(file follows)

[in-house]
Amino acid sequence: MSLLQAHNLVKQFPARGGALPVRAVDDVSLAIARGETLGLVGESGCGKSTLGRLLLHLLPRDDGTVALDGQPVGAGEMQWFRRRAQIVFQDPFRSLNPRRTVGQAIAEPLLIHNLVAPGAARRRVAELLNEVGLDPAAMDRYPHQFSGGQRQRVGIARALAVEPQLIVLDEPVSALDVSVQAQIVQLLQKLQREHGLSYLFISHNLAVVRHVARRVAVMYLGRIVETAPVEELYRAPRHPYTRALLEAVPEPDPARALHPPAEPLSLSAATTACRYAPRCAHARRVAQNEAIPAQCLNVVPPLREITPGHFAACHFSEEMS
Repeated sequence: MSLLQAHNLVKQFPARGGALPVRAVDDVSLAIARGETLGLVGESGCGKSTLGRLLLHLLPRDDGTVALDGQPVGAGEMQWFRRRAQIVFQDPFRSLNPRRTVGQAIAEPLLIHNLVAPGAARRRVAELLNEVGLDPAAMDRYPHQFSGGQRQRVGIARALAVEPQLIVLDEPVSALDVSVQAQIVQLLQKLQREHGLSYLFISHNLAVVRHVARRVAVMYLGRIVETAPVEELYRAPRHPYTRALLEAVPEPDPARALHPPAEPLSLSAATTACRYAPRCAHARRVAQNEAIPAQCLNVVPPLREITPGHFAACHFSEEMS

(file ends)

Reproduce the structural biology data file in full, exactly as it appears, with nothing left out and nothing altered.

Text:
[in-house]
Amino acid sequence: MSLLQAHNLVKQFPARGGALPVRAVDDVSLAIARGETLGLVGESGCGKSTLGRLLLHLLPRDDGTVALDGQPVGAGEMQWFRRRAQIVFQDPFRSLNPRRTVGQAIAEPLLIHNLVAPGAARRRVAELLNEVGLDPAAMDRYPHQFSGGQRQRVGIARALAVEPQLIVLDEPVSALDVSVQAQIVQLLQKLQREHGLSYLFISHNLAVVRHVARRVAVMYLGRIVETAPVEELYRAPRHPYTRALLEAVPEPDPARALHPPAEPLSLSAATTACRYAPRCAHARRVAQNEAIPAQCLNVVPPLREITPGHFAACHFSEEMS
Repeated sequence: MSLLQAHNLVKQFPARGGALPVRAVDDVSLAIARGETLGLVGESGCGKSTLGRLLLHLLPRDDGTVALDGQPVGAGEMQWFRRRAQIVFQDPFRSLNPRRTVGQAIAEPLLIHNLVAPGAARRRVAELLNEVGLDPAAMDRYPHQFSGGQRQRVGIARALAVEPQLIVLDEPVSALDVSVQAQIVQLLQKLQREHGLSYLFISHNLAVVRHVARRVAVMYLGRIVETAPVEELYRAPRHPYTRALLEAVPEPDPARALHPPAEPLSLSAATTACRYAPRCAHARRVAQNEAIPAQCLNVVPPLREITPGHFAACHFSEEMS